George Clooney could have just given the performance of his career. This is where his acting strength and charm works so well together. The character demands a lot of internal conflict and stability in it, and he was able to play it so well. Whenever he talks to the employees, there is this sense of coldness in him, but you get the feeling that he does that not because he wanted to but because he needs to be. His character cannot express his emotions because he experiences the blinding effect of being alone. He doesn’t even appreciate the value of family or love.

He was able to comfort the employees in an authoritative but humble way, and not in a way that a shrink would do. He makes it to a point to give the impression that he is not firing people, he is giving them the next step of their lives. Also, the character feels the incapacity to connect. And all of these are all played well by Clooney. By far one of the most subtle acting ever.

Vera Farmiga is as cool as the wind. He brings the stunning sizzle the character keeps inside of her. She plays with him, but she attacks it in a very mature way that you know that she’s playing, and she’s fooling, but not in a childish way. She knows what she is doing. There is also this mystery the character is enveloped in. In all of these, I could say that Farmiga was able to make it look simple. However, simple is not enough for her and even pushes the nature of the performance to a challenge without getting out of the character. Could be underwhelming, but what’s important is that she has mastered the character.

Anna Kendrick is simply fantastic. In her first scenes, he doesn’t know anything from the trade yet that she just graces it with the feeling of being smart. She tries to dominate them, which obviously, Ryan totally disagrees to. And in the film, Natalie is a symbol of the strength of the youth. She is one of the millions of college grads – confident in their capabilities, thinks hey know all – but Kendrick adds a lot of shades to the character – vulnerability. There is a lot of expectations from her since she tries to make a change in an industry, so, she carries all of those character tensions. He could have just given the best female supporting performance of the year.

In two scenes, Kendrick was already able to prove her acting range. First is her own firing to an old employee. She’s game for it, but she’s like a little puppy while she takes over of the proceedings. In this condition, she was forced to see, face-to-face, the hard industry that she tries to revolutionize. It’s a completely devastating scene, and it’s the scene where Kendrick totally dominates the whole scene because Clooney here steps at the background for to have total control. And when she gives this pitying look at the list of all the employees she needs to fire, it’s just so heartbreaking.

Second is the much debated hotel lobby crying scene. Here, Natalie tries to sell the concept of marriage and eventually, love to Ryan but she herself just broke up with his boyfriend through a text message in the cellphone, a perfect irony to what she is trying to do – fire people by the internet. Ryan talks about all people dying alone, and she is jut pounded directly to the heart. Here, she breaks down. It’s just so perfectly played because this scene contains the child in Natalie that she tries to keep throughout the process of his relationship with Ryan. It’s the time where Ryan can already bear the barrier he keeps with people and here, he serves as a surrogate father.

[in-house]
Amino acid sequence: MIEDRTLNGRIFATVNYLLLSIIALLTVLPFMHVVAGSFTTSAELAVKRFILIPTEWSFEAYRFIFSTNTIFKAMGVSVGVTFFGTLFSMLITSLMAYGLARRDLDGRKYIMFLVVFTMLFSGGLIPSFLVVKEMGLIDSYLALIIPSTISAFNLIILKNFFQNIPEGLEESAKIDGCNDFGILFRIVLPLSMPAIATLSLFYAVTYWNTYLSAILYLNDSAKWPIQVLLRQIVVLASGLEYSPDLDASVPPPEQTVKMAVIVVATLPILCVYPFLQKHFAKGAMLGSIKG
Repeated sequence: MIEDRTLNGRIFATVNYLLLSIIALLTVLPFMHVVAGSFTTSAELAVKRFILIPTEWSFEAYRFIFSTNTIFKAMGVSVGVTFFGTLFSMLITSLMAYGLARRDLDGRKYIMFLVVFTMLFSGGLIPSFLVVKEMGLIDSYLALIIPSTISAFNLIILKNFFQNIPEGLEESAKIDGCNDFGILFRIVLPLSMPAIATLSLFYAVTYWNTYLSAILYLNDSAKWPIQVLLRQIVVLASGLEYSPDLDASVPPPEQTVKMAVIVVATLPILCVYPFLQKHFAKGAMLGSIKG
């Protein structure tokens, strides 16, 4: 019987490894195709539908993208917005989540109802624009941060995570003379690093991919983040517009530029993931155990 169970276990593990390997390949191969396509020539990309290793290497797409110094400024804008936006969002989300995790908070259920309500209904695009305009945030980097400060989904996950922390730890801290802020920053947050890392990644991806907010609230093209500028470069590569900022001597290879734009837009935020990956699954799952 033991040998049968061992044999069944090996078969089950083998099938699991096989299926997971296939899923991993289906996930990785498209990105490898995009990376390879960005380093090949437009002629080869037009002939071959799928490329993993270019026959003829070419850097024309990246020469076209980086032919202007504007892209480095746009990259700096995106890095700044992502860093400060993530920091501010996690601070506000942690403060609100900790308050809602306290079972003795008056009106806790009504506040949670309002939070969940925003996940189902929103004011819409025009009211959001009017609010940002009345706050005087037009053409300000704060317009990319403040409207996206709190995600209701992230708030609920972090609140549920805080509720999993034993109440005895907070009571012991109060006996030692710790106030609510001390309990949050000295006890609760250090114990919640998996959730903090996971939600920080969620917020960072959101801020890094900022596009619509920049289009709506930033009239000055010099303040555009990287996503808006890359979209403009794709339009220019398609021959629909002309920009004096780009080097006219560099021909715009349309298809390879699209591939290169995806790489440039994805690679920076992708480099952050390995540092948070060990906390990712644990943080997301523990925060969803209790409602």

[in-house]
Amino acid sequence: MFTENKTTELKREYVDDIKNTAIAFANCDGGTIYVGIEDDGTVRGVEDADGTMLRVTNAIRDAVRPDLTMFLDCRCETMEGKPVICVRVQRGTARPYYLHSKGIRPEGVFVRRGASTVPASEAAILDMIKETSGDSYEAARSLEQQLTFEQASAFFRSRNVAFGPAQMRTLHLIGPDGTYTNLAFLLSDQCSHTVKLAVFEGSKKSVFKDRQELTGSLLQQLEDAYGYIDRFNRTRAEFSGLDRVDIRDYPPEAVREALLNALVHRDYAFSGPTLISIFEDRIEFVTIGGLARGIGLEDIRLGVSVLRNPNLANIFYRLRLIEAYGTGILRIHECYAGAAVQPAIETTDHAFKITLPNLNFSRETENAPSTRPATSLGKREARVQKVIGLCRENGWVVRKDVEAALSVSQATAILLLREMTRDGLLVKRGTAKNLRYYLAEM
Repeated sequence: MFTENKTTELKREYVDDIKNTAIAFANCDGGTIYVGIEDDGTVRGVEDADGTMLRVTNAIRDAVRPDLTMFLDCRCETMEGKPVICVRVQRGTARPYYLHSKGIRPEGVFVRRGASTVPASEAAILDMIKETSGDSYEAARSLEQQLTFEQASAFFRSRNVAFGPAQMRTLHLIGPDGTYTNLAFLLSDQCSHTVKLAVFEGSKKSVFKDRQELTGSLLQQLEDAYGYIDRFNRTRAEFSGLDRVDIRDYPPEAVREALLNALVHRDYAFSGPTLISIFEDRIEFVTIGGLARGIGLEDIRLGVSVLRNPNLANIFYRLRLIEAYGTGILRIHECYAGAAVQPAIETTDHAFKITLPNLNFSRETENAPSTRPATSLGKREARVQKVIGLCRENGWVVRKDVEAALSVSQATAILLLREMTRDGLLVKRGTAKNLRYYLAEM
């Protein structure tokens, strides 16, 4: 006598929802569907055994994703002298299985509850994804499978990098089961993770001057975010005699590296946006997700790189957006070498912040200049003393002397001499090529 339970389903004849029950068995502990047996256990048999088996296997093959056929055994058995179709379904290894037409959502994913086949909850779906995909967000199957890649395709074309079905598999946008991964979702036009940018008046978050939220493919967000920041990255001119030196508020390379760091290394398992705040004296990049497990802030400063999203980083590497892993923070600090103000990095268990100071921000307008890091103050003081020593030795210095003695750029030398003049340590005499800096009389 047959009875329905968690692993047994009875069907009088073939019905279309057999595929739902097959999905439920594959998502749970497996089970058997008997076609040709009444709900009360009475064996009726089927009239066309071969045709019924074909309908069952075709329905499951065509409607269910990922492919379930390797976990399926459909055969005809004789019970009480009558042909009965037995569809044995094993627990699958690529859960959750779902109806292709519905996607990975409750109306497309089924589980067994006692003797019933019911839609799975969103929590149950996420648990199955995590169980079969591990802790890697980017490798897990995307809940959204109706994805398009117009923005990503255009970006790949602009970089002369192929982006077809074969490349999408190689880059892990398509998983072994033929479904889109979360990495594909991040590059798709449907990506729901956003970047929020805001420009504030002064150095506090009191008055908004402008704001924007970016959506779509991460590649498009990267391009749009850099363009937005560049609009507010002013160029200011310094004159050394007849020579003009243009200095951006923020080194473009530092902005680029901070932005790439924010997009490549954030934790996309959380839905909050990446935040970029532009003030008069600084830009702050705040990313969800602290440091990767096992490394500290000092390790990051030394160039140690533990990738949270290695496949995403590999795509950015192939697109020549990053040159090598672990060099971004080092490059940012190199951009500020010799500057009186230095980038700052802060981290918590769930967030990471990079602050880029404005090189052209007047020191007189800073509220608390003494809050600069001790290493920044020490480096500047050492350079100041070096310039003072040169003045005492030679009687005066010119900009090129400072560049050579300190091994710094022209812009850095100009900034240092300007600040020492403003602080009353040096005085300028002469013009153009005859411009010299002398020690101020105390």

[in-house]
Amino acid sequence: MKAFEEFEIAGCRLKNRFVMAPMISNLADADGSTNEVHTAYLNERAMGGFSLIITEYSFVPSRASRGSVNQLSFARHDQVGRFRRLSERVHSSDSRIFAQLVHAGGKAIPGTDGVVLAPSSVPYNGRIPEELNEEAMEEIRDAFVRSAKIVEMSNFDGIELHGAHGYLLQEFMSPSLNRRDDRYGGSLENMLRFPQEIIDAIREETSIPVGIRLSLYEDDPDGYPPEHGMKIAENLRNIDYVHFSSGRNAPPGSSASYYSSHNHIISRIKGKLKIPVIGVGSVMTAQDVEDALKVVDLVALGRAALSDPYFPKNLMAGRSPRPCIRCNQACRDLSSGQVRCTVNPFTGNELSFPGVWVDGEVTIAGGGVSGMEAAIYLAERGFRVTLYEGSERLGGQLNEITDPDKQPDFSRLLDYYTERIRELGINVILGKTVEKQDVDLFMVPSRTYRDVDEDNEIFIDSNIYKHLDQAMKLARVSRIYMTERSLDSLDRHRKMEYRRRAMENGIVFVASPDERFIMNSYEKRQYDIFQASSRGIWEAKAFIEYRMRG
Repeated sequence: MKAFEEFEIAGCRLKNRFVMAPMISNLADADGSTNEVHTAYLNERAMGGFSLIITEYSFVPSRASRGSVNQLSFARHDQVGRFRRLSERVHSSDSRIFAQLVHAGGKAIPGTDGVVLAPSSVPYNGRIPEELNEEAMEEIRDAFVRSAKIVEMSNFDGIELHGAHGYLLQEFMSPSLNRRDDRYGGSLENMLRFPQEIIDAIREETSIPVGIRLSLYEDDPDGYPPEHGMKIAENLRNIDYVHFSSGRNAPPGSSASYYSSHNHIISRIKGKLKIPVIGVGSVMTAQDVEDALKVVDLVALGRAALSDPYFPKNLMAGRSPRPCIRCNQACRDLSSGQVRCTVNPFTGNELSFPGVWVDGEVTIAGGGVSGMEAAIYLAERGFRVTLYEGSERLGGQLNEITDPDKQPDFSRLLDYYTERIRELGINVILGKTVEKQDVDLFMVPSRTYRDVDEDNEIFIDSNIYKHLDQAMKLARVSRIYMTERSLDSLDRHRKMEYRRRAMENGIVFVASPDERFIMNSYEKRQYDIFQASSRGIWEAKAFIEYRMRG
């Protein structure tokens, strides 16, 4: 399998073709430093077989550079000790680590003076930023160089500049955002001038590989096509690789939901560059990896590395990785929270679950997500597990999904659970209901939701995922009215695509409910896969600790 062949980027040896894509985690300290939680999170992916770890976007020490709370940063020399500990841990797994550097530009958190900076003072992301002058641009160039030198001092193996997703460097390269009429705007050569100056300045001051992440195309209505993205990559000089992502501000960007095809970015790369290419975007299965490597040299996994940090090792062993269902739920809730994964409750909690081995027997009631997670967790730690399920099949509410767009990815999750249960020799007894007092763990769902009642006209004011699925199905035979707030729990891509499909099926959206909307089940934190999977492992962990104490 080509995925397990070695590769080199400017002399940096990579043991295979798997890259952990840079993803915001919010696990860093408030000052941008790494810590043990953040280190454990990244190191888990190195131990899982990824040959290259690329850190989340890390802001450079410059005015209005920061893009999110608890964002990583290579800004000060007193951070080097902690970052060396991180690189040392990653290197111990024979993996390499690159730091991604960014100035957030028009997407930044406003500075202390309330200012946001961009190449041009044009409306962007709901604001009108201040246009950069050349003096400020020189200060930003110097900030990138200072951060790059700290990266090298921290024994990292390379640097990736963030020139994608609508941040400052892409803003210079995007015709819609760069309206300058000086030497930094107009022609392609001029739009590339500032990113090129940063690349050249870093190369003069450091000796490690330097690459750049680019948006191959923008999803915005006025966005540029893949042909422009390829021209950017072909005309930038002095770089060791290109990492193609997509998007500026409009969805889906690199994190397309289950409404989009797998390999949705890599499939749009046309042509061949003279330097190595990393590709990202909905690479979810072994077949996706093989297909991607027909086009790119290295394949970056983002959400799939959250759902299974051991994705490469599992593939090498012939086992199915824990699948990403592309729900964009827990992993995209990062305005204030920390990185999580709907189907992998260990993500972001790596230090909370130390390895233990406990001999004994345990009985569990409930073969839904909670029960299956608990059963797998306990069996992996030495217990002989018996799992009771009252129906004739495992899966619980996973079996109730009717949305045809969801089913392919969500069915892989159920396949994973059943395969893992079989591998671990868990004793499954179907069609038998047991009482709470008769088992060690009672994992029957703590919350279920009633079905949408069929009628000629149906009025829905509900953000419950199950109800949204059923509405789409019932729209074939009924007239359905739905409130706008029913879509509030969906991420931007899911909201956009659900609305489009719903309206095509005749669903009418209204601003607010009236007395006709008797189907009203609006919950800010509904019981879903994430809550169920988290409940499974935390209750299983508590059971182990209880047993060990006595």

Of course, it’s really a character turn for Ryan, but Kendrick’s Natalie plays a big part in the truth that people can’t really face the “inner child” in all of us. Natalie is a vulnerable person, but only tries to hide it by using his knowledge to cover her weakness. It’s a great turn from Kendrick, and I love her.

Of course, the movie as a whole speaks on a high level of communication and connection lost and a man’s effort to regain it. It’s such an emotionally complex film without being overly emotional.

For this, the movie gets:

What are your thoughts, dear reader?

Advertisements

9 thoughts on “Best Picture Profile: Up in the Air

  1. I did not much care for the film, I actually did not think it was all that smart, or funny. I thought much of it was rather obvious. I thought a particularly poor moment involved some of the firing parts, especially the ending with the women committing suicide over losing her job is pretty stupid actually. I was not impressed by any of the acting especially not Anna Kendrick, who I felt failed at some of the most standard facets of acting.

    Like

    • Oh, we differ very much in our view with this film. But I still hope that you will like it if you ever have the chance to revisit it.

      Anyway, what’s your pick for Best Picture from the nominees and outside the nominees included?

      Like

  2. I think it made my Top 10 for 2010, but that’s because of the very good screenplay. The direction is good, but maybe too subtle… fine anyway. And I’m far from considering Kendrick perfect; her fake crying scene is distracting. I don’t think any of the supporting actresses deserved a nom.

    But then again, the film IS kind of charming as a whole. and George is so charismatic, even though I have to disagree and say he was slightly better in Michael Clayton. πŸ™‚

    Like

  3. Great review! I LOVED Vera Farmiga and the direction was great even though I didn’t love the entire film as a whole. I quite liked Anna Kendrick but I was totally disappointed by her crying scene – you helped me understand it a bit, but I just thought it seemed so fake. Otherwise not a bad movie at all! πŸ™‚

    Like

  4. I love this film so much. It’s a shame that it didn’t get the recognition it deserved at the Oscars. It was admittedly a crowded year for its categories, but Reitman really deserved that screenplay Oscar.

    Like

Please comment on the post - don't just read it! Lemme hear your thoughts.

Fill in your details below or click an icon to log in:

WordPress.com Logo

You are commenting using your WordPress.com account. Log Out / Change )

Twitter picture

You are commenting using your Twitter account. Log Out / Change )

Facebook photo

You are commenting using your Facebook account. Log Out / Change )

Google+ photo

You are commenting using your Google+ account. Log Out / Change )

Connecting to %s